A cursory review of consumer or business media is all that's needed to uncover countless stories of enterprises being breached. It doesn't matter how large or small the company is; if it's connected to the internet there's a good chance that someone is trying to pick the proverbial lock that keeps bad actors out of the corporate network.

In a January 2017 study commissioned by Centrify and conducted by Forrester Consulting, 66 percent of organizations reported having fallen victim to a data breach an average of five or more times within the past two years. Hackers compromised more than one billion identities in 2016 alone. Clearly, traditional security measures are failing to safeguard against the majority of breaches. In order to avoid financial and reputational ruin, organizations must rethink their approaches to security.

The study found that organizations that closely scrutinize and secure both regular and privileged access are more likely to have never been breached than those which adapt fewer Identity and access management best practices.

The report concludes that there are 15 best practices for assessing the maturity of your IAM environment.
They include:

       1.      Enforce context-aware multi-factor authentication (MFA)

       2.      Consolidate identity stores into a single directory

       3.      Implement single sign-on

       4.      Conduct periodic access review for administrative and privileged users

       5.      Limit access for remote administrators, contractors, and outsourced parties to just the apps
                 and systems they immediately require

       6.      Govern access though time-bound and temporary privileged access

       7.      Automate role-based provisioning to apps and infrastructure

       8.      Automate mobile application provisioning and deprovisioning

       9.      Automatically deprovision privileged users' access as they terminate

     10.      Implement least-privilege access for administrators

     11.      Centrally control access to shared and service accounts

     12.      Eliminate the use of shared administrative accounts

     13.      Manage privilege elevation at the granular command or app level

     14.      Actively monitor privileged sessions and/or commands

     15.      Record all privileged sessions and/or commands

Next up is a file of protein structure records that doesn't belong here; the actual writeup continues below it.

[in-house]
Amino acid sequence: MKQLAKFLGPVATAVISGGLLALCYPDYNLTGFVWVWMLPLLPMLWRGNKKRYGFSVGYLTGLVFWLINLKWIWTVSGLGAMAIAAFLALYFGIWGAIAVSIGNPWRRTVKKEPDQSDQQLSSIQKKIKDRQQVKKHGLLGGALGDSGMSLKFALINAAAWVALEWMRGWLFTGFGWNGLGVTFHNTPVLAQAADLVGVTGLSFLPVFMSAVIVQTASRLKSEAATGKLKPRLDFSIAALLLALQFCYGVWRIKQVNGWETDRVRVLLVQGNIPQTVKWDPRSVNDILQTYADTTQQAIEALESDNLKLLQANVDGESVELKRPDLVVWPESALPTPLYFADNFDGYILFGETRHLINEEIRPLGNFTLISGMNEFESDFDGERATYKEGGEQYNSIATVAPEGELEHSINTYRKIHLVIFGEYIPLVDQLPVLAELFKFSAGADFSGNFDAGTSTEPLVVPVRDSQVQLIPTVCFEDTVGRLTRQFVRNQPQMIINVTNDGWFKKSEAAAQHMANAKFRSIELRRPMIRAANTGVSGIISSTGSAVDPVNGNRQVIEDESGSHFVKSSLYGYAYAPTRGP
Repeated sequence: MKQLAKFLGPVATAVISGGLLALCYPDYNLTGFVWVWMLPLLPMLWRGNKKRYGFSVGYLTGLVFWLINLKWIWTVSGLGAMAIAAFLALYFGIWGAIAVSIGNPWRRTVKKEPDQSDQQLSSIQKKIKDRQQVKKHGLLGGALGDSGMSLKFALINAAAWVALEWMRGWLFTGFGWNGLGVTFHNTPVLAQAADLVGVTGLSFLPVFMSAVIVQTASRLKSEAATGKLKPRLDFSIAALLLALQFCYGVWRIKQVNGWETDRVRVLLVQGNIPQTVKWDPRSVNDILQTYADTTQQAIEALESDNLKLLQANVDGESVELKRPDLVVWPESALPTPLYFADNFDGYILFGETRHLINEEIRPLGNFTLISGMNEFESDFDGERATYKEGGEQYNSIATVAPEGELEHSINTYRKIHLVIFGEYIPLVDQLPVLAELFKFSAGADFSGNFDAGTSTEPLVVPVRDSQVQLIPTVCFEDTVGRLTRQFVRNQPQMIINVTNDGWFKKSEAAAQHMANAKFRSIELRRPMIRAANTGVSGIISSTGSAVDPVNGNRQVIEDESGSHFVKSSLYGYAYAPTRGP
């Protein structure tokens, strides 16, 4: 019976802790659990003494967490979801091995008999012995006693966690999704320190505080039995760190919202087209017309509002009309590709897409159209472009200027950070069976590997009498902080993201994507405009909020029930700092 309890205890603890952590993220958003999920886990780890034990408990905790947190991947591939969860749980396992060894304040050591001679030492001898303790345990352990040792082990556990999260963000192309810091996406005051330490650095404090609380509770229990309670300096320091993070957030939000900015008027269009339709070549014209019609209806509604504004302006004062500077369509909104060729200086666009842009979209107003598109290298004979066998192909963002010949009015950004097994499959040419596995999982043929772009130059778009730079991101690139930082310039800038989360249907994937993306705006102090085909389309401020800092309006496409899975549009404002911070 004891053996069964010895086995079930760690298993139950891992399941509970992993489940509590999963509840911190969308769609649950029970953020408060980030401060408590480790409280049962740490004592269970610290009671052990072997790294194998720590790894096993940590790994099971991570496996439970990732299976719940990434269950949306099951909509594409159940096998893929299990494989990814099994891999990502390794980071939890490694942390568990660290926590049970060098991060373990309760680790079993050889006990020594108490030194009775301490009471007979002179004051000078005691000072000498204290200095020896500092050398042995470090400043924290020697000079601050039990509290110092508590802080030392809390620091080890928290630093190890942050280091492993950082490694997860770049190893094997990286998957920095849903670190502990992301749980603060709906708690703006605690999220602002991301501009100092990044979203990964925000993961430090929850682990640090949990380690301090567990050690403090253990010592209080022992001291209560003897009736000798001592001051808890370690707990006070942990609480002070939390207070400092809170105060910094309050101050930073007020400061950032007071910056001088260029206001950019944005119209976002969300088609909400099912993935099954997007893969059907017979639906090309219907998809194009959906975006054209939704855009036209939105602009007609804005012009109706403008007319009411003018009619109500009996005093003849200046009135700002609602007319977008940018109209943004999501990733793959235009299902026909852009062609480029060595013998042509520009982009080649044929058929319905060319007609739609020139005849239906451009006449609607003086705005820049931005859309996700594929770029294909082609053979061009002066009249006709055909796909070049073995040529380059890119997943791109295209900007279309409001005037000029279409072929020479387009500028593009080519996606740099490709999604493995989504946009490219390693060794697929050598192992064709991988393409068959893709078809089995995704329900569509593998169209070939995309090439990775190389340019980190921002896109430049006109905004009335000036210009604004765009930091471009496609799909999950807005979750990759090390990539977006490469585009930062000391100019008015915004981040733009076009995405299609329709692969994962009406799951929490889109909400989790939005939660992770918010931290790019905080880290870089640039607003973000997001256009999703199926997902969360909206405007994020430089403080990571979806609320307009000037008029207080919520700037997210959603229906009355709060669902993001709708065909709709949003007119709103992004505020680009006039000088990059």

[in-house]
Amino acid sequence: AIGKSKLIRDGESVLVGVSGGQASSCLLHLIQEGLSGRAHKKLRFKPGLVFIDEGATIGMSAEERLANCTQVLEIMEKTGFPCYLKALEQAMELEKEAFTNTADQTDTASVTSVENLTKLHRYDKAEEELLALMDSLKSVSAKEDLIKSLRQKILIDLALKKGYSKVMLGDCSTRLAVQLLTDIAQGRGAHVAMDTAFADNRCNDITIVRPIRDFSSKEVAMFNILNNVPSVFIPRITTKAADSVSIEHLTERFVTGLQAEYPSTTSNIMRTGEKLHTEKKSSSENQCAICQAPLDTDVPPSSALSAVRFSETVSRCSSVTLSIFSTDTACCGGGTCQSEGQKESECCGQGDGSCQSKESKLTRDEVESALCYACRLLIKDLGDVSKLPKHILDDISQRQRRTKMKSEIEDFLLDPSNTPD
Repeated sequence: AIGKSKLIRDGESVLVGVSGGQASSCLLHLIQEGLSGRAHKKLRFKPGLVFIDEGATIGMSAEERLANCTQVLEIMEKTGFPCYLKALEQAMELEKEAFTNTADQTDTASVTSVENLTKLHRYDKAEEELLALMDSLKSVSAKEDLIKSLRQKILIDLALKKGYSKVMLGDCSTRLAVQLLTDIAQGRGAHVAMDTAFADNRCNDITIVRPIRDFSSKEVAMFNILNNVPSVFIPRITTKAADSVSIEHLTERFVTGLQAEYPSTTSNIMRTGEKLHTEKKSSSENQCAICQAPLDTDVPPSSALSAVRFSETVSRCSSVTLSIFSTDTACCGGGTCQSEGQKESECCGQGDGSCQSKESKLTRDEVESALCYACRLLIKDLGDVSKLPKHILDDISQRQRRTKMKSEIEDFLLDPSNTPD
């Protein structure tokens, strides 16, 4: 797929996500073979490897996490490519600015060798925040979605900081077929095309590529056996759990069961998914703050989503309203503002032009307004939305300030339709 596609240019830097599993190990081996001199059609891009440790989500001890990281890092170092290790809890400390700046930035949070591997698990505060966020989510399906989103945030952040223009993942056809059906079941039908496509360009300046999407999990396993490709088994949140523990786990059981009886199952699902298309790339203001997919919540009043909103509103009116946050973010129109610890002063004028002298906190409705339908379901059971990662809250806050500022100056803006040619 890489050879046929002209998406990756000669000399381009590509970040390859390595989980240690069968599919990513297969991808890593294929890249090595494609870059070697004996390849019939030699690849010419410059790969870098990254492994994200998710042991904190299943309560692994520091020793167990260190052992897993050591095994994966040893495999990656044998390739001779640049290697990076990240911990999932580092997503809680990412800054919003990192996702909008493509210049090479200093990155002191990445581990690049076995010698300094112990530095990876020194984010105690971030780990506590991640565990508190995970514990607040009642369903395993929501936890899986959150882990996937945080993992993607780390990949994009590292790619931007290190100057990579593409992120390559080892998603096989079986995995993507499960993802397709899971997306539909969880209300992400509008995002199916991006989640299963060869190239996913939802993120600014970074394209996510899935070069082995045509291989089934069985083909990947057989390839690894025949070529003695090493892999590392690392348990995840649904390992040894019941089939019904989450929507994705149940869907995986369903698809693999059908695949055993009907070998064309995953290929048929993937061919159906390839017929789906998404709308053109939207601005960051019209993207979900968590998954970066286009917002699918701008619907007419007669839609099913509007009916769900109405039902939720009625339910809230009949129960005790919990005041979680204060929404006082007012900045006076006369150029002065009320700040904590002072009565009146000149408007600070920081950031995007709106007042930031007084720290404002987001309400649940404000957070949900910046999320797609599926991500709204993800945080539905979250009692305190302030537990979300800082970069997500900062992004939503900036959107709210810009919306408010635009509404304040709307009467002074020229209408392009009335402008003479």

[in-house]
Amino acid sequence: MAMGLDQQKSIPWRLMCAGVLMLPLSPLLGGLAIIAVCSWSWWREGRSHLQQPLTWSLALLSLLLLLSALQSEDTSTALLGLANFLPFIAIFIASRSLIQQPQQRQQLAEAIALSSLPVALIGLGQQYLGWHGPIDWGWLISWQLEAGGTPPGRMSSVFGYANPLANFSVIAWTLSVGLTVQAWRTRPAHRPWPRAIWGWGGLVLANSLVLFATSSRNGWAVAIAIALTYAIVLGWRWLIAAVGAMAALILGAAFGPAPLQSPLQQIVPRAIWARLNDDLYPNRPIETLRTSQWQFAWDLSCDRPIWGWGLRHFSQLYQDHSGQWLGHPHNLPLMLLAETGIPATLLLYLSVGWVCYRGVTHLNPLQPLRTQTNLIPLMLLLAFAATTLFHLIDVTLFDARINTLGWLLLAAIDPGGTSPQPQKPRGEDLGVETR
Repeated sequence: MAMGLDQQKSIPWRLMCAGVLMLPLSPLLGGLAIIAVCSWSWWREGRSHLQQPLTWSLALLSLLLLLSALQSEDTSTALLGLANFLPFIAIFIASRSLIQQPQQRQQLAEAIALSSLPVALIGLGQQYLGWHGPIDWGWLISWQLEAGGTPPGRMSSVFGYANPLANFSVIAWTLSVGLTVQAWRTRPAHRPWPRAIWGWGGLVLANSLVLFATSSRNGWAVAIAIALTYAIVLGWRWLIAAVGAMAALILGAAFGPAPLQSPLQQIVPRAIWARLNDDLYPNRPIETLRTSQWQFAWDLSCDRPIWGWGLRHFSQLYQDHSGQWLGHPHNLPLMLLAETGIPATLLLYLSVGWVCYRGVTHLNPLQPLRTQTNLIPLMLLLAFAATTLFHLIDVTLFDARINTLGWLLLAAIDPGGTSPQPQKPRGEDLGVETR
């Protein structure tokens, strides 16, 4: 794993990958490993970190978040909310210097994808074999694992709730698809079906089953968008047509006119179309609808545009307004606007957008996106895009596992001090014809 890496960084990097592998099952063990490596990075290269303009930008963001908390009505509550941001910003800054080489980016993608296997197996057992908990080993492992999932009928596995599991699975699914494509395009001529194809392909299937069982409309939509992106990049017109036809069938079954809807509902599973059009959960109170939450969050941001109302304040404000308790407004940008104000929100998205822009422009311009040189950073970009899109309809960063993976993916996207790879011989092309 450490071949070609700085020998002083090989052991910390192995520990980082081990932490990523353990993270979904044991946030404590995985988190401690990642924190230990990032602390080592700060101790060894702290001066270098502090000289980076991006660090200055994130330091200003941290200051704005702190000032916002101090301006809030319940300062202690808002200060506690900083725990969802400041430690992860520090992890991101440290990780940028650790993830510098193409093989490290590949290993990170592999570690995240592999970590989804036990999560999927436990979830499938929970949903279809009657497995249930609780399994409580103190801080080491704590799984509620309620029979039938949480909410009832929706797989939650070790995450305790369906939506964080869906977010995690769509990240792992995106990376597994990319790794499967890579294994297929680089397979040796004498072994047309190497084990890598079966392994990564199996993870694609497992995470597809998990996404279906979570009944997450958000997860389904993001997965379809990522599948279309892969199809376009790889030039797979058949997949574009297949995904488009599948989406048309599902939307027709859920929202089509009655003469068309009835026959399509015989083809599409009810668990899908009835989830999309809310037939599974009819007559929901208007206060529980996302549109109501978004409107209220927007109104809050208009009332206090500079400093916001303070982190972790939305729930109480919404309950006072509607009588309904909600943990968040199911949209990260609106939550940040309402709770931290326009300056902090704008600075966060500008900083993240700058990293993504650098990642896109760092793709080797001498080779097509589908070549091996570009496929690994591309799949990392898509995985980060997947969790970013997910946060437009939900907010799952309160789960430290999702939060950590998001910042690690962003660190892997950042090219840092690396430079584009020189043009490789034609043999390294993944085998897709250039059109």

Businesses with the lowest IAM maturity experienced more than twice the number of breaches than those with the highest lAM maturity (12.5 versus 5.7). Organizations can improve IAM maturity by moving toward centralized identity and access controls.

At the second level of IAM maturity, 27 percent of these businesses use centrally controlled access to shared and service accounts. Some 23 percent actively monitor privileged sessions and/or commands. At this level, companies can improve their security by implementing MFA across the network.

Some 45 percent of level three organizations experienced improved time-to-market for new products and services versus only 21 percent of those in level one. More than half – 53 percent – of these organizations record all privileged sessions and/or commands.

Level four companies had half the number of breaches and $5 million in cost savings compared to level one firms, according to the study. Some 69 percent of these businesses have centrally controlled access to shared and service accounts while 57 percent enforce context-aware MFA.

The numbers speak volumes: mature IAM organizations see 50% fewer breaches, save $5M and spend 40% less in technology over their less mature counterparts.  When it's all added up, it's becomes clear that organizations need to completely rethink their security approach, and in today's world of access they must increase their Identity and Access Management (IAM) maturity to more effectively reduce the likelihood of a data breach.

By Chris Webber, security strategist
and director of product marketing,
Centrify